The Covid-19 vaccination programme is in full swing with India ranking third globally, based on the cumulative number of doses administered by each country. But India’s pace may not be fast enough to reach the government’s target of vaccinating 20-25 crore people by July.
According to Health Ministry data, the number of people inoculated with the first dose of a Covid vaccine stood at 2.1 crore as on March 11. This means that 20.39 crore of the target population is yet to get the first dose, based on the median target population.
On an average, 7,20,506 doses are being administered daily, based on the vaccination numbers from February 15 to March 9. However, to achieve the target of vaccinating 20-25 crore people by July 31, this rate needs to be scaled up at least four times — that is , 29,67,238 shots daily.
“At the current rate of vaccination, it wouldn’t be possible to achieve the target of inoculating 20-25 crore people by July,” said Himanshu Sikka, Lead – Health, Nutrition and WASH, IPE Global, adding that creating more awareness in non-metro areas (where the participation is low), relaxing age-group limitations, or even opening it for everybody, and educating the public that there are very few adverse reactions to the vaccination will encourage more people to step forward to take the jab and a shot at the target.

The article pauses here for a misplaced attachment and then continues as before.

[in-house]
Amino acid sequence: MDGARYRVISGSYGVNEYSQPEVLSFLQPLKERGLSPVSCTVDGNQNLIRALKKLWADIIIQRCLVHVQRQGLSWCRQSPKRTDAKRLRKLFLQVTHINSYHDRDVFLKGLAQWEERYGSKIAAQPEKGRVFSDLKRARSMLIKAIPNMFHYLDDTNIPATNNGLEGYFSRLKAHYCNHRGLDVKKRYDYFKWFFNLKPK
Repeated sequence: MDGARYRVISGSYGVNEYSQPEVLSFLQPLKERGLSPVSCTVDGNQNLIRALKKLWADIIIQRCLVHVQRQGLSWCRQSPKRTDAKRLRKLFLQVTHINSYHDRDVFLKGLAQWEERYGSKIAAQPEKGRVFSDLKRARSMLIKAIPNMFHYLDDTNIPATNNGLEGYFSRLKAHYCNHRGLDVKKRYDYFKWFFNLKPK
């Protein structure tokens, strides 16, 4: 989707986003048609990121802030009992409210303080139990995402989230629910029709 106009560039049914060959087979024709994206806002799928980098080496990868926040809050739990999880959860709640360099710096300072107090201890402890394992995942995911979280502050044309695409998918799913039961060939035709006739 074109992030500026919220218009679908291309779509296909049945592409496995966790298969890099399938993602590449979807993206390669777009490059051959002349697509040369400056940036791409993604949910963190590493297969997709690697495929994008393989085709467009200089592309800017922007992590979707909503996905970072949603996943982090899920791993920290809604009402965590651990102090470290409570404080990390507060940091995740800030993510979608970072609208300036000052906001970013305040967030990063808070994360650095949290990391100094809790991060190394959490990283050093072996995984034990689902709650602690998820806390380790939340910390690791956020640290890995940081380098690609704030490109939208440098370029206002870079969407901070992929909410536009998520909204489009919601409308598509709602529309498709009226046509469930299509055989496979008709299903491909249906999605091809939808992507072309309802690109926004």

Among the top 10 most populous States, Rajasthan, Gujarat and West Bengal have vaccinated at a higher rate — 27, 26 and 18 persons per 1,000 population, respectively. On the other hand, Uttar Pradesh, Bihar and Madhya Pradesh are laggards with their numbers at 7, 8 and 12 persons per thousand, respectively.
To successfully vaccinate the target population by July 31, UP needs to administer 4,99,390 doses daily from its current average of 46,823; Bihar must do 2,65,392 (27,303)and Madhya Pradesh 1,77,980 (27,197).
Ramping up facilities
LS Shashidhara, Dean of Research and Professor of Biology, Ashoka University, says that if vaccine production is ramped up and the entire pipeline of distribution and administration is well worked out, then the target is not unreachable. He added that more centres and hospitals have to be made available for vaccination with ample doses of vaccines.
“But as far as stopping the pandemic is concerned, it is very important to vaccinate the working population because they are the carriers of the infection,” Shashidhara noted.